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By Luke Hoban, Adrian Franken, Luke Mullock, Hannah Wilcox
The Pennsylvania Convention Center, a building located on Twelfth and Race Street, has decided to double its size despite the disapproval of its neighbor, Chinatown. The voice of these concerns mainly rose from the Philadelphia Chinatown Development Corporation, known as PCDC, whose goal is to promote, preserve, and protect Chinatown's community.
John Chin, the executive director of PCDC, voiced his opinion about the Pennsylvania Convention Center expansion. He believes after the center is expanded, it will bring more traffic to Chinatown. This would decrease the already limited available parking and raise the prices of those parking spaces. "They take up a lot of parking spaces in the area which hurts the small businesses," said Chin.
This was not PCDC's first obstacle. In 2009, it was discussed that the Foxwood Casino would be placed in the Gallery at Market East. Chin stated this would have increased traffic, especially bus traffic. However, his main concern was the growth of the gambling addiction among Chinatown's citizens. "...[E]specially for our Chinatown and the Asian-Chinese culture, there is a propensity for gambling addiction. I mean, you can talk to people in the street and... most people will say that they either have a family member or know a friend or someone who's had a gambling problem. So that was probably the biggest concern of placing the casino at the front door of Chinatown," said Chin.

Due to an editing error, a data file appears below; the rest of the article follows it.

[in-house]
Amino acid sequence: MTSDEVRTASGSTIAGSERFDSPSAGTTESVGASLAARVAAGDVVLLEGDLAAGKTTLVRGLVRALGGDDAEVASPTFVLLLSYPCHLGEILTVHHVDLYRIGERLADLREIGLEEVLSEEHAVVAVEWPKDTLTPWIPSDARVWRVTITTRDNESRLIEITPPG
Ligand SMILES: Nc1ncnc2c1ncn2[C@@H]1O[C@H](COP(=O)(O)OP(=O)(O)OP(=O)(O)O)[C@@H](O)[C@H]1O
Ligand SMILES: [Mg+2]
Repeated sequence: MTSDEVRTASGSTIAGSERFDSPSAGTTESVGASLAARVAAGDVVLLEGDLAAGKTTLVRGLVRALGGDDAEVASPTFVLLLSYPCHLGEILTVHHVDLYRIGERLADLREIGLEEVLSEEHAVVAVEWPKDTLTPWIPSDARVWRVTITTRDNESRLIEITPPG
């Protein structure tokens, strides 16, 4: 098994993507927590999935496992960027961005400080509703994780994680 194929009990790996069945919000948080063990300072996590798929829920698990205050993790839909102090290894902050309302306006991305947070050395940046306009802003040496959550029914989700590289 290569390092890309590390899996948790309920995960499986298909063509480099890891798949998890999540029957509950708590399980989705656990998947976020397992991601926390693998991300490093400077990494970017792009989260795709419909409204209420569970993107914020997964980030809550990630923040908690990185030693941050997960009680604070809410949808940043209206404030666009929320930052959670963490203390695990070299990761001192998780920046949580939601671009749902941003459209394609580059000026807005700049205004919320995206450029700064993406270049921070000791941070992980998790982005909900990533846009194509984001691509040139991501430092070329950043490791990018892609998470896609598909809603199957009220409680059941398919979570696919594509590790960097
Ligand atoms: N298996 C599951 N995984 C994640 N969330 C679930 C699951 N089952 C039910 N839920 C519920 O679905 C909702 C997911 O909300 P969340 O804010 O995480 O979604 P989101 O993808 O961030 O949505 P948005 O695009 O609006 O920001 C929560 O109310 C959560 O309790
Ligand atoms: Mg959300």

In 2000, the Phillies stadium was going to be built in Chinatown. Chin said if the stadium was built, it would have destroyed homes and increased the traffic. The stadium would have also caused a disturbance to neighbors if they allowed music venues to rent the stadium. The stadium could have potentially become a direct competitor with Chinatown's restaurants since it would sell food. "In addition to the tremendous traffic on game days, there were concerns that the stadium would be rented out for music revenues.... [I]t does not really help the quality of life for the neighbors.... [T]he stadiums provide all the amenities that any fan would need, including many options for food and dining.... [T]he stadium would become a direct competitor for our food establishment," said Chin.
PCDC's main concern is that Philadelphia's Chinatown would no longer maintain its identity as an immigrant neighborhood and stronghold of Asian Culture. "One of the things that we have to try to do is maintain affordable housing in this community, because this is not a low income neighborhood.... A perfect example of this is... Washington D.C. Washington D.C.'s Chinatown is really not much of a Chinatown anymore because all the urban development sort of pushed out the community," said Chin.
The convention center is expected to open in spring 2011.